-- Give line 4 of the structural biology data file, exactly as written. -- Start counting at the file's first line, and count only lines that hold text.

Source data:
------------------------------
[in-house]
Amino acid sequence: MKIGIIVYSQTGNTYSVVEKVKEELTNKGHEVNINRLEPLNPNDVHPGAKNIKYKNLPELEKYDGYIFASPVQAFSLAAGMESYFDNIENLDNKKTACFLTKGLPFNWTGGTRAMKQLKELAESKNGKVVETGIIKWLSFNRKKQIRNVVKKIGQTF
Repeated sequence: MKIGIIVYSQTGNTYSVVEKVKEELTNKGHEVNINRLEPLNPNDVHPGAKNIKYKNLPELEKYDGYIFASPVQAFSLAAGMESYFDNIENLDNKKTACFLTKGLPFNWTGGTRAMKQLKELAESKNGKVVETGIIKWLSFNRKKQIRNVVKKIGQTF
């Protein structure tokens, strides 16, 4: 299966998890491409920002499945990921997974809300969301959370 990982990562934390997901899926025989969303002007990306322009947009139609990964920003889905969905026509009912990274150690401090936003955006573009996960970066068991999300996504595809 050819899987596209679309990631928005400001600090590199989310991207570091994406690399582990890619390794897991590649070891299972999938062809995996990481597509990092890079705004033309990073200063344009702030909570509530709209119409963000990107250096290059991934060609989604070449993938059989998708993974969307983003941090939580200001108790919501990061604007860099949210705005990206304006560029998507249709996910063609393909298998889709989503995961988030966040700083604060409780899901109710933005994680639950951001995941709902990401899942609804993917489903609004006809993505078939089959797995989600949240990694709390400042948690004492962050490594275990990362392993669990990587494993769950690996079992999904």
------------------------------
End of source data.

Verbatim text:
């Protein structure tokens, strides 16, 4: 299966998890491409920002499945990921997974809300969301959370 990982990562934390997901899926025989969303002007990306322009947009139609990964920003889905969905026509009912990274150690401090936003955006573009996960970066068991999300996504595809 050819899987596209679309990631928005400001600090590199989310991207570091994406690399582990890619390794897991590649070891299972999938062809995996990481597509990092890079705004033309990073200063344009702030909570509530709209119409963000990107250096290059991934060609989604070449993938059989998708993974969307983003941090939580200001108790919501990061604007860099949210705005990206304006560029998507249709996910063609393909298998889709989503995961988030966040700083604060409780899901109710933005994680639950951001995941709902990401899942609804993917489903609004006809993505078939089959797995989600949240990694709390400042948690004492962050490594275990990362392993669990990587494993769950690996079992999904």